That was it, the missing piece of the puzzle that I have been trying to solve since my personal training days. Yes, we all want to be healthy. However, I also feel like each and every one of us would like to be pros at being human as well.
Think about it, is superior health possible if you’re in a perpetual state of unhappiness fueled by negative self-talk?
Thoughts determine our feelings.
Feelings determine our actions.
Actions determine our results.
Remember when everyone was calling the movie The Secret a bunch of baloney with its “thoughts become things” mantra? Well, it didn’t mean that we can just sit around thinking about stuff and it will suddenly appear in our lives. That’s ridiculous! What it meant was the three sentences above. When we take more responsibility for the way we think, we tend to act differently. When we act differently, we are more likely to achieve the outcomes we are striving for. But it all begins with what’s going on between our ears.
If your diet occurs to you like a big inconvenient pain in the butt, how does that make you feel? How do you act? What results do you eventually get?
See what I mean.
What I like most about Dr. Maltz’s PHB term is the word “professional”. A true professional is committed to his or her craft. To me, being human is the greatest craft of all. In my personal life, I have embraced the idea that anything can be learned — love, relationships, communication, etc. Anything we wish to achieve or become in our lives can be learned and mastered by way of diligent study, mentorship, and practice. The only requirement is commitment.
And this brings us to The PHB Quadrant, a concept I finalized this morning while doing inverted rows on the TRX. (I swear I get the best ideas when I’m at the gym.) To be a Professional Human Being, I believe that we must seek expertise in the following four areas of our lives:
Like the systems of the human body, all four of the above are interconnected. For example, mastery of self involves taking control of the mind and the thoughts that go through it. Remember, thoughts become feelings become actions become results. Sorry for repeating myself, but this one is key.
And let’s be honest, real food can be tough on the bank account. Lack of attention and focus on wealth, or the mastery of finances, can limit one’s options at the supermarket. No money. No healthy food. It’s an unfortunate reality, but still a reality. I don’t mean that you have to be super rich to afford real food, but wouldn’t it be nice to purchase grass-fed meat, pastured eggs, and free-range poultry without all of the stress and sacrifice?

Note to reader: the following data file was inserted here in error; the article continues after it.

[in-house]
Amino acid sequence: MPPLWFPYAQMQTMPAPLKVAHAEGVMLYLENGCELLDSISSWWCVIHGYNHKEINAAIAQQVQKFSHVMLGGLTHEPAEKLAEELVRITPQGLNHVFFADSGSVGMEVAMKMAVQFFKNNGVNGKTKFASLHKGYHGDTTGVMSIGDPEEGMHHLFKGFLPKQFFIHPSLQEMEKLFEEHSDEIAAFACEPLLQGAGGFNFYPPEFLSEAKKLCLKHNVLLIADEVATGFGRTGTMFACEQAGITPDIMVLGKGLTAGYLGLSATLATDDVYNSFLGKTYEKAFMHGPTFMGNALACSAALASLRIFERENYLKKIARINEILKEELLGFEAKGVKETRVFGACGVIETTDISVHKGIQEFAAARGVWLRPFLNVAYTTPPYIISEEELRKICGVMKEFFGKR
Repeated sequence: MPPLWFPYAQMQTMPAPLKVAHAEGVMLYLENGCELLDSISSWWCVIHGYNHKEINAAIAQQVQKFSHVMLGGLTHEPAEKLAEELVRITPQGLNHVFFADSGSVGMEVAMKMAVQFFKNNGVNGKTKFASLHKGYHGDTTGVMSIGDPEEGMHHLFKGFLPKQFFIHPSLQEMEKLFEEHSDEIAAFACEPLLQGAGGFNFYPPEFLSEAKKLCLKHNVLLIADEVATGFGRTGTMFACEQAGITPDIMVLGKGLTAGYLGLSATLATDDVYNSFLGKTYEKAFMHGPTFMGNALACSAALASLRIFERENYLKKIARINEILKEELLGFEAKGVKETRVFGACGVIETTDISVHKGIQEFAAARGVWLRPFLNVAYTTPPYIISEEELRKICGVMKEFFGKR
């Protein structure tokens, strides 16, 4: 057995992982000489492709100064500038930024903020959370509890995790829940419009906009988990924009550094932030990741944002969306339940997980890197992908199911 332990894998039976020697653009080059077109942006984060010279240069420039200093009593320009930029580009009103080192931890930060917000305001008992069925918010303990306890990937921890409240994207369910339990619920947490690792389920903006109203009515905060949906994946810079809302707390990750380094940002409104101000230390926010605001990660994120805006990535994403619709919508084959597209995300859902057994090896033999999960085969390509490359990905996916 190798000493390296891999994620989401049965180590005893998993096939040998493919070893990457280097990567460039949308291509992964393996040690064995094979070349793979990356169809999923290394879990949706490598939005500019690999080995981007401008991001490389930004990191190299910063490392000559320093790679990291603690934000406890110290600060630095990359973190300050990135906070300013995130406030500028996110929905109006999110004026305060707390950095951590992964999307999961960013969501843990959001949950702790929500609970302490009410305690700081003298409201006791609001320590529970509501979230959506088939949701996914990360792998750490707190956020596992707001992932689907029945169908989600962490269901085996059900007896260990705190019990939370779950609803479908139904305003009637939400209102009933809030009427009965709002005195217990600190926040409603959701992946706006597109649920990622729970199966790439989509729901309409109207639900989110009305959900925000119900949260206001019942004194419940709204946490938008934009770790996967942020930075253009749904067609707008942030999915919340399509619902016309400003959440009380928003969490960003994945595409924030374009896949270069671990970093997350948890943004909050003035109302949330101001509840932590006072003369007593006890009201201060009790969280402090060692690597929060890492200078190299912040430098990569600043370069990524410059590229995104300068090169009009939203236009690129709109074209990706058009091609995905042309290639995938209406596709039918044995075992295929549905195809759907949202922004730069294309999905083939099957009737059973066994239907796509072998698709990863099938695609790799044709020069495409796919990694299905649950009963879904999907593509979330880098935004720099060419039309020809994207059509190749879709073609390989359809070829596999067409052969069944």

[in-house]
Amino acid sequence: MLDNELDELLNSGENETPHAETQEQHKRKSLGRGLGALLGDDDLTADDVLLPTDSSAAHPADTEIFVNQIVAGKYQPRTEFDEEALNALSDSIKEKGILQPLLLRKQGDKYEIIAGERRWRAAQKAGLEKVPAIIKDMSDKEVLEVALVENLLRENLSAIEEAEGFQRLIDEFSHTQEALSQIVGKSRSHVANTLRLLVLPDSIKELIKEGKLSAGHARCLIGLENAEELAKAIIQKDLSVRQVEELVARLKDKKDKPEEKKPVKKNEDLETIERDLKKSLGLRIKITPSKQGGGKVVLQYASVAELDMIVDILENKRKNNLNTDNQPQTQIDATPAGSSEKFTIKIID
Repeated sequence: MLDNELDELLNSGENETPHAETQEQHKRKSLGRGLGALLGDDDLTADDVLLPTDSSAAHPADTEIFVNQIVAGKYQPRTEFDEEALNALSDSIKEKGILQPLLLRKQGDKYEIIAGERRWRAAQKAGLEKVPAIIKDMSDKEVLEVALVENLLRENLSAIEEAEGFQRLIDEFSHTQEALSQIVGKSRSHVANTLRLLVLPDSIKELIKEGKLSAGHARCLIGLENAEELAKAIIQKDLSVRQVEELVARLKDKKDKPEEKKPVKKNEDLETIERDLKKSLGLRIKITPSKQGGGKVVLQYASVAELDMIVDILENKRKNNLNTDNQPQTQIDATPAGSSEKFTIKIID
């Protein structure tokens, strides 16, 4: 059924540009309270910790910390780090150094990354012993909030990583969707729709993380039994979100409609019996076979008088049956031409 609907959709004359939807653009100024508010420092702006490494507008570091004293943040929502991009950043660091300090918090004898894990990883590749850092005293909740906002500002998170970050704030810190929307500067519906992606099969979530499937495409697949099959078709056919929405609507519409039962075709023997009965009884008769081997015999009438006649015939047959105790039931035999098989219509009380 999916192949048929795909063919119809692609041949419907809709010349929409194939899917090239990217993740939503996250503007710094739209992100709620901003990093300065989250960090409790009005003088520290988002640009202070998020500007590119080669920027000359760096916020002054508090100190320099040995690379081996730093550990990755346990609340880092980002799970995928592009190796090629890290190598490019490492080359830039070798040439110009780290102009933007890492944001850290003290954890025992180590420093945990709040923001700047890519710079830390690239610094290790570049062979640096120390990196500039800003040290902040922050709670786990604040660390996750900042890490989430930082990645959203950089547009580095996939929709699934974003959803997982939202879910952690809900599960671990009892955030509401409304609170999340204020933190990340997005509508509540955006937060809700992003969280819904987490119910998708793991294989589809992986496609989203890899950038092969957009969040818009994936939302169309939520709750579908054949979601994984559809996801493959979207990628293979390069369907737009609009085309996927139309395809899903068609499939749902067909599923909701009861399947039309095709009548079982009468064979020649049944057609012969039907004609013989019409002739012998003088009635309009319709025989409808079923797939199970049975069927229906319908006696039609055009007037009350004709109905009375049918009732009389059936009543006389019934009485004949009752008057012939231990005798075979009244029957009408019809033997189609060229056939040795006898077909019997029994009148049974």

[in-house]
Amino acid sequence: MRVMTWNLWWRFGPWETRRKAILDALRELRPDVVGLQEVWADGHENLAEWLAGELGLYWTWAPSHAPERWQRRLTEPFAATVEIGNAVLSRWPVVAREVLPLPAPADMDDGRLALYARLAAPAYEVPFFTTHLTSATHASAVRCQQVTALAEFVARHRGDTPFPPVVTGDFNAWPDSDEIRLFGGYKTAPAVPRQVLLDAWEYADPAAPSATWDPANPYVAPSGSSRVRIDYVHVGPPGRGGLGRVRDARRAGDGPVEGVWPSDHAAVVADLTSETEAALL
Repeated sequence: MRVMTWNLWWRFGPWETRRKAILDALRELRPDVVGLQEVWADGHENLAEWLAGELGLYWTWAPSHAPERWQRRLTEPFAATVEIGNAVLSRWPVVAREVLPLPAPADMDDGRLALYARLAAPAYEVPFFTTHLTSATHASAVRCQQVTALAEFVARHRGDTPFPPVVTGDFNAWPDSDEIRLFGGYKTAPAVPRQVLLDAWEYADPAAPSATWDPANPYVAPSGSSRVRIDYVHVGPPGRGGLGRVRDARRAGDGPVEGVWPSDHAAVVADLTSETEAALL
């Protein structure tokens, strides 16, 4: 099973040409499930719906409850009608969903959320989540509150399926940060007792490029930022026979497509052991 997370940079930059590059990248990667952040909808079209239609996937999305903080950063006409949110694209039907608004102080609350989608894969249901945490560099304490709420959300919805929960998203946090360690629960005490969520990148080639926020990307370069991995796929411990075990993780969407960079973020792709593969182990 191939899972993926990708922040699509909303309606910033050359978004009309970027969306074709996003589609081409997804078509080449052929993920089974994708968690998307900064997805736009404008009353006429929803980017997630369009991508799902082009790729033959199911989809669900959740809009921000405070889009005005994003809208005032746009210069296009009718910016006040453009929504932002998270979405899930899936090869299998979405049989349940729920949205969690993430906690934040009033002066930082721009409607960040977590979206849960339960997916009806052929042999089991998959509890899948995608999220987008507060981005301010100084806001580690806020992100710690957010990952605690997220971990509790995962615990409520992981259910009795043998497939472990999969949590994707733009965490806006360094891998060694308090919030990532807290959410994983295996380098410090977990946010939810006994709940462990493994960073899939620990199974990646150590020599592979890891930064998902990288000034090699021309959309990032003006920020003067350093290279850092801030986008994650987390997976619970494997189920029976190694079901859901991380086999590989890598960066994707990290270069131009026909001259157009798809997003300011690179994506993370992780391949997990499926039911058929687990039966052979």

The last component of the quadrant, Help Mastery, is by far my favorite. There is nothing more fulfilling, enriching, and rewarding than stepping outside of ourselves in service to others. As John Demartini says in THIS INTERVIEW, to accumulate wealth, you must find someone to serve and something to sell. My buddy Antonio Valladares of Healthy Urban Kitchen sent that audio file to me on November 29, 2008. I’ve listened to it so many times I can probably recite the whole thing to you.
Life is too short to hate our jobs, or to expect to get without giving, or to be an expert in a particular field while barely making ends meet, or to bang our heads against a wall as we try to follow some rigid diet and exercise program without the proper mindset to follow through.
So, I invite you to hang out with me on this blog, as I learn and share the art of becoming a Professional Human Being. You’ll learn all about my fascination with the human brain and its influence on success and achievement. You’ll learn how you can break free from a job you don’t love, and how you can move toward creating one that falls in line with your passions. You’ll learn how to create time freedom, as you stop trading your hours for dollars. You’ll learn how to read faster and retain more information. And I’m super excited to learn how we can use particular foods, herbs, and supplements to sleep deeper, think more clearly, and simply be more productive people in general.
Why would anyone not want to learn this stuff?
I’m getting pumped up just writing about it!!
This is my passion that I wish to share with the world. Be on the lookout for the debut of my spin-off radio show, on which I interview a who’s-who of success, personal development, wealth, and money management experts.
Also, keep your eyes peeled for the Real Food Summit coming this June. Because when it’s all said and done, it’s really all about Just Eating Real Food. JERF!!
So, what does being a Professional Human Being mean to you?
Leave a comment and let me know what you think.